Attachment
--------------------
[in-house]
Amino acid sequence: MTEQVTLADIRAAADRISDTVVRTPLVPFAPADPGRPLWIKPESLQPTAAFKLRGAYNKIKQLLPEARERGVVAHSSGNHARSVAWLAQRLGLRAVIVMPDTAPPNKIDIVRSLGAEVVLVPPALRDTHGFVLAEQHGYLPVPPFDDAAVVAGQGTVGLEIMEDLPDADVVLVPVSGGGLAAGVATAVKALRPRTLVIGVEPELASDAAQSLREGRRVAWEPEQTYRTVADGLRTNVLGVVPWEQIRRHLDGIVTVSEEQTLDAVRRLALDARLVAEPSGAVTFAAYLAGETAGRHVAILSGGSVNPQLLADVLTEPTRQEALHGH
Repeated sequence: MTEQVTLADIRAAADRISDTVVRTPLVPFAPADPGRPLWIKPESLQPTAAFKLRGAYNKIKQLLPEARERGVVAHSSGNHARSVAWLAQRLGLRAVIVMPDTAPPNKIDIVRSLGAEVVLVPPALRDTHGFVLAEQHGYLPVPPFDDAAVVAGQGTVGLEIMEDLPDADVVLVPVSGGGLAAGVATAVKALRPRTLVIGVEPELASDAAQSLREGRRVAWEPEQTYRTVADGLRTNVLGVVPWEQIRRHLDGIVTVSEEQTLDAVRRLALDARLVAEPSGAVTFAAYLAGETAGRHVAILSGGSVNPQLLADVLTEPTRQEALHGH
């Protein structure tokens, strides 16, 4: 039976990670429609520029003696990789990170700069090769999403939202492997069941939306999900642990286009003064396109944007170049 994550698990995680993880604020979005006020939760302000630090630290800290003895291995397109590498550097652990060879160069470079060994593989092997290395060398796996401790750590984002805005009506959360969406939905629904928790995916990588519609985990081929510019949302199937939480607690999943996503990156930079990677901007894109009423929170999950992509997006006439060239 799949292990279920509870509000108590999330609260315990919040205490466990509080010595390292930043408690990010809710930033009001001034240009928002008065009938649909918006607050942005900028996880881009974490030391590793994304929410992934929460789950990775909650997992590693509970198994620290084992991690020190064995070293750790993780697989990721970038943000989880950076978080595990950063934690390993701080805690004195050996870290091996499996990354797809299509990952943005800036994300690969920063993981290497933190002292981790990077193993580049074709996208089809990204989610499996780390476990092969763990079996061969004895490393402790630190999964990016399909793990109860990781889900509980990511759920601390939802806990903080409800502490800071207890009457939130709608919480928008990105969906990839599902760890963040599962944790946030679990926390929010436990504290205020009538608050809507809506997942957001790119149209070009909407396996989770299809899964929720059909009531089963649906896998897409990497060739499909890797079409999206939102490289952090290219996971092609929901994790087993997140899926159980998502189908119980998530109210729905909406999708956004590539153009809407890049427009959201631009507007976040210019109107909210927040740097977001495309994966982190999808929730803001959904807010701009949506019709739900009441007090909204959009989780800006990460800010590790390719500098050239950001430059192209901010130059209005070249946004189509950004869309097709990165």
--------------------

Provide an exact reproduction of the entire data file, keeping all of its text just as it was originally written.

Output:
[in-house]
Amino acid sequence: MTEQVTLADIRAAADRISDTVVRTPLVPFAPADPGRPLWIKPESLQPTAAFKLRGAYNKIKQLLPEARERGVVAHSSGNHARSVAWLAQRLGLRAVIVMPDTAPPNKIDIVRSLGAEVVLVPPALRDTHGFVLAEQHGYLPVPPFDDAAVVAGQGTVGLEIMEDLPDADVVLVPVSGGGLAAGVATAVKALRPRTLVIGVEPELASDAAQSLREGRRVAWEPEQTYRTVADGLRTNVLGVVPWEQIRRHLDGIVTVSEEQTLDAVRRLALDARLVAEPSGAVTFAAYLAGETAGRHVAILSGGSVNPQLLADVLTEPTRQEALHGH
Repeated sequence: MTEQVTLADIRAAADRISDTVVRTPLVPFAPADPGRPLWIKPESLQPTAAFKLRGAYNKIKQLLPEARERGVVAHSSGNHARSVAWLAQRLGLRAVIVMPDTAPPNKIDIVRSLGAEVVLVPPALRDTHGFVLAEQHGYLPVPPFDDAAVVAGQGTVGLEIMEDLPDADVVLVPVSGGGLAAGVATAVKALRPRTLVIGVEPELASDAAQSLREGRRVAWEPEQTYRTVADGLRTNVLGVVPWEQIRRHLDGIVTVSEEQTLDAVRRLALDARLVAEPSGAVTFAAYLAGETAGRHVAILSGGSVNPQLLADVLTEPTRQEALHGH
């Protein structure tokens, strides 16, 4: 039976990670429609520029003696990789990170700069090769999403939202492997069941939306999900642990286009003064396109944007170049 994550698990995680993880604020979005006020939760302000630090630290800290003895291995397109590498550097652990060879160069470079060994593989092997290395060398796996401790750590984002805005009506959360969406939905629904928790995916990588519609985990081929510019949302199937939480607690999943996503990156930079990677901007894109009423929170999950992509997006006439060239 799949292990279920509870509000108590999330609260315990919040205490466990509080010595390292930043408690990010809710930033009001001034240009928002008065009938649909918006607050942005900028996880881009974490030391590793994304929410992934929460789950990775909650997992590693509970198994620290084992991690020190064995070293750790993780697989990721970038943000989880950076978080595990950063934690390993701080805690004195050996870290091996499996990354797809299509990952943005800036994300690969920063993981290497933190002292981790990077193993580049074709996208089809990204989610499996780390476990092969763990079996061969004895490393402790630190999964990016399909793990109860990781889900509980990511759920601390939802806990903080409800502490800071207890009457939130709608919480928008990105969906990839599902760890963040599962944790946030679990926390929010436990504290205020009538608050809507809506997942957001790119149209070009909407396996989770299809899964929720059909009531089963649906896998897409990497060739499909890797079409999206939102490289952090290219996971092609929901994790087993997140899926159980998502189908119980998530109210729905909406999708956004590539153009809407890049427009959201631009507007976040210019109107909210927040740097977001495309994966982190999808929730803001959904807010701009949506019709739900009441007090909204959009989780800006990460800010590790390719500098050239950001430059192209901010130059209005070249946004189509950004869309097709990165």